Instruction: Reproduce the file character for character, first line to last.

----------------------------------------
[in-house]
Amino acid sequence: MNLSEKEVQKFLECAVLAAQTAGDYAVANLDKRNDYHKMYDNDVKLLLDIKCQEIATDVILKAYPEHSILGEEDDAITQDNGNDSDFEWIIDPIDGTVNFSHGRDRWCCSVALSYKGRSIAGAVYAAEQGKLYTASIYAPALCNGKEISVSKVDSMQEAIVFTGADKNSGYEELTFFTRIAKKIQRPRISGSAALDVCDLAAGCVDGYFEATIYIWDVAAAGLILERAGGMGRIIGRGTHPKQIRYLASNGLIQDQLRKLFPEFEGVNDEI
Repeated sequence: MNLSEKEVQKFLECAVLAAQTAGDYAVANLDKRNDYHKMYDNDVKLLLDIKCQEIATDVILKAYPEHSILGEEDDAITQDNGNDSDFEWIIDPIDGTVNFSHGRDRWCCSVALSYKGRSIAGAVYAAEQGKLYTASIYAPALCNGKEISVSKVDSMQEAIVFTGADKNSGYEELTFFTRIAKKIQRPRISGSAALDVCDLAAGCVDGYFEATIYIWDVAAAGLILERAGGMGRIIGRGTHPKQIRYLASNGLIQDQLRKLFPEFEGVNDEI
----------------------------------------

[in-house]
Amino acid sequence: MNLSEKEVQKFLECAVLAAQTAGDYAVANLDKRNDYHKMYDNDVKLLLDIKCQEIATDVILKAYPEHSILGEEDDAITQDNGNDSDFEWIIDPIDGTVNFSHGRDRWCCSVALSYKGRSIAGAVYAAEQGKLYTASIYAPALCNGKEISVSKVDSMQEAIVFTGADKNSGYEELTFFTRIAKKIQRPRISGSAALDVCDLAAGCVDGYFEATIYIWDVAAAGLILERAGGMGRIIGRGTHPKQIRYLASNGLIQDQLRKLFPEFEGVNDEI
Repeated sequence: MNLSEKEVQKFLECAVLAAQTAGDYAVANLDKRNDYHKMYDNDVKLLLDIKCQEIATDVILKAYPEHSILGEEDDAITQDNGNDSDFEWIIDPIDGTVNFSHGRDRWCCSVALSYKGRSIAGAVYAAEQGKLYTASIYAPALCNGKEISVSKVDSMQEAIVFTGADKNSGYEELTFFTRIAKKIQRPRISGSAALDVCDLAAGCVDGYFEATIYIWDVAAAGLILERAGGMGRIIGRGTHPKQIRYLASNGLIQDQLRKLFPEFEGVNDEI